Abstract Expressionist painters-Jackson Pollock, Richard Pousette-Dart, Mark

Rothko, Barnett Newman and Ad Reinhardt, among others. Marion Willard exhibited

the paintings of Mark Tobey and the sculpture of David Smith. Virginia

Zabriskie introduced the work of Lester Johnson and Pat Adams. Colette Roberts

(at Grand Central Moderns) launched Louise Nevelson in the mid-1950’s, and it

was at Eli Poindexter’s gallery that I first saw the paintings of Richard

Diebenkorn. At Eleanor Ward’s Stable Gallery, the annual exhibitions of

contemporary American art were often of far greater artistic interest than the

annual or biennial surveys at the Whitney Museum.

This is not to say that there were no significant male

dealers in contemporary American art. Charles Egan was the first to give solo

exhibitions to Willem de Kooning and Franz Kline, and also exhibited, among

many others, Joseph Cornell, Herman Rose, Arnold Friedman and Reuben Nakian.

Sam Kootz showed Robert Motherwell, Adolph Gottlieb and Hans Hofmann. And it

was at Lou Pollock’s Peridot Gallery that I first saw the paintings of Weldon

Kees. And it was also the case that many of the dealers who specialized in the

work of the European avant-garde also exhibited American art. Pierre Matisse

showed the work of Loren MacIver, Curt Valentin exhibited David Smith and even

the august Paul Rosenberg & Co. showed Karl Knaths and Marsden Hartley, as well

as some of the younger American artists.

I am prompted to mention all this because of a very

misleading line in Roberta Smith’s otherwise exemplary obituary of Grace in The New York Times of July 21. In that

obituary, Ms. Smith spoke of her as “one of a handful of New York art dealers

to represent living American artists when most collectors were buying European

art.” A “handful” is not, of course, a high-precision term, but in the

circumstances it is woefully incorrect. It is certainly true that the allegedly

“smart” money in the New York art world in the 1950’s was buying mostly

European art-and not always the best European art. (Who, today, cares a hoot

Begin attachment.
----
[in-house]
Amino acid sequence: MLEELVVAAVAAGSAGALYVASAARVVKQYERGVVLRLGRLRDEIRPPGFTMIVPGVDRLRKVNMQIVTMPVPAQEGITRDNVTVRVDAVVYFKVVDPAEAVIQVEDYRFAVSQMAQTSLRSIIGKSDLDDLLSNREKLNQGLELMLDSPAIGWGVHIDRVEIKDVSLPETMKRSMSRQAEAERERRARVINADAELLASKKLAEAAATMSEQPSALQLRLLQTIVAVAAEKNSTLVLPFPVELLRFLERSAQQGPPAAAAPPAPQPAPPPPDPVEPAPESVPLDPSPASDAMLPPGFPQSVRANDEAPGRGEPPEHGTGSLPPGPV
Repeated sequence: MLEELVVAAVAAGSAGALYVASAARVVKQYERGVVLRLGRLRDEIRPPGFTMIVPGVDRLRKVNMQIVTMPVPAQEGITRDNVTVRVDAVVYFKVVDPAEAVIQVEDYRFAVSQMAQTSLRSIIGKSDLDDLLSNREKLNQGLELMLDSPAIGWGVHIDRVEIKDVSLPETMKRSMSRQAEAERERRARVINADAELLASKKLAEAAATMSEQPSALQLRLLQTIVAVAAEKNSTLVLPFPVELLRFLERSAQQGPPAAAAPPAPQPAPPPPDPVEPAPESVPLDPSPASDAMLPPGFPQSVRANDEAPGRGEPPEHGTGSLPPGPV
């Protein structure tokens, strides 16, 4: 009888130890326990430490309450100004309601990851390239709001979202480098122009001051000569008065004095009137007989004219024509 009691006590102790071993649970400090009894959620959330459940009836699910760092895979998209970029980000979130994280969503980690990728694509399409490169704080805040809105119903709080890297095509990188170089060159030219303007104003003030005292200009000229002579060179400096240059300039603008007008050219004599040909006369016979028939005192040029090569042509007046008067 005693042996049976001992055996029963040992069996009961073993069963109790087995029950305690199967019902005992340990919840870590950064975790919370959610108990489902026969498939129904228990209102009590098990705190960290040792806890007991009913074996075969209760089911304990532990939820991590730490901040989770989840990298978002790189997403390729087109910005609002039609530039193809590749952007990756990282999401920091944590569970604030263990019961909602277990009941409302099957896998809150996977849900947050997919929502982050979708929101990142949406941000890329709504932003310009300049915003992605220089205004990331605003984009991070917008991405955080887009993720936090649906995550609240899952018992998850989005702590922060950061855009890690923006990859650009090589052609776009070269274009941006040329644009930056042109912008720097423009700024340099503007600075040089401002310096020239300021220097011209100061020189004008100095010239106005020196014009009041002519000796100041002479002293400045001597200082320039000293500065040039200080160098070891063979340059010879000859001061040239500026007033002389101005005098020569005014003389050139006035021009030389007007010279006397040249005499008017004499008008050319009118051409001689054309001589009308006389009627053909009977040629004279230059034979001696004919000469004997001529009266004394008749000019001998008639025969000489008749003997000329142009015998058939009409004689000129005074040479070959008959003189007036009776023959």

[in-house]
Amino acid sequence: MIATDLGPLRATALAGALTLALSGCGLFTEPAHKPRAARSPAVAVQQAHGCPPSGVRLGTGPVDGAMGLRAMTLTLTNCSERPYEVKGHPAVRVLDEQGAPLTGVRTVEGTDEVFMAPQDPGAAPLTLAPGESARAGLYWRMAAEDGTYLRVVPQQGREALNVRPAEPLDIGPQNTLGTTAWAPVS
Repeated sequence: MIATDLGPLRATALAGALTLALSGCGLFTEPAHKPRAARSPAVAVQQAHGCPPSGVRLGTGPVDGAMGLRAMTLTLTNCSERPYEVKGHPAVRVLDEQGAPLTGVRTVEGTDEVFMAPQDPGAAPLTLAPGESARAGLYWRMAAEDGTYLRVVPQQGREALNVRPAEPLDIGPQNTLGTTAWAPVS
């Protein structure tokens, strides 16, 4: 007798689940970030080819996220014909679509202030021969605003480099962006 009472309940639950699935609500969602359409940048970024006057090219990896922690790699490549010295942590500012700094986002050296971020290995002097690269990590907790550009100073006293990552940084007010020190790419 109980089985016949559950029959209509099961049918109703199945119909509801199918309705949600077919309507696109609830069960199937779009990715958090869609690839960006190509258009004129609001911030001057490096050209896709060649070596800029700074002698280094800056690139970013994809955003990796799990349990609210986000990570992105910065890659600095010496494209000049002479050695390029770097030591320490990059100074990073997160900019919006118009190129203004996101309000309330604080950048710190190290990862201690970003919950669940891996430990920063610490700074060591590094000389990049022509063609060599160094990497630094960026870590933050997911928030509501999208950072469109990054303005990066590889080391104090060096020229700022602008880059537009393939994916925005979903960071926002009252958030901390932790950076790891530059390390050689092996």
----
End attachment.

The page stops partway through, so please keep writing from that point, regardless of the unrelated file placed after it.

about the paintings of such once-esteemed Parisian talents as Jean Bazaine,

Alfred Manessier or Roger Bissière?) But this preference for European-and

especially Parisian-art had more to do with cultural snobbery and financial

investment than with any lack of galleries dealing in contemporary American

art.

In the 1950’s, you could acquire a better understanding of

what was going on in American art by attending gallery exhibitions than by

going to the museums, and Grace Borgenicht’s was certainly one of the galleries

that contributed much to that understanding. Clement Greenberg once described

Betty Parsons’ gallery as more like a seminar in contemporary aesthetics than a

commercial establishment, and the same might be said of Grace’s gallery and

some of the others I have mentioned. Even Grace’s long-term support of Milton

Avery was far more audacious than it might seem now, for Avery was still a

seriously underrated artist when she began to show his work. It wasn’t until

the 1960’s that the first, albeit modest, monograph was devoted to his work. I

know, because I wrote it, and as far as I can remember, it never received a

single review.

Well, there is a lot

about the New York art world in the 1950’s that is either misremembered or

remains unacknowledged, and the important work of dealers like Grace Borgenicht

is part of that unwritten history.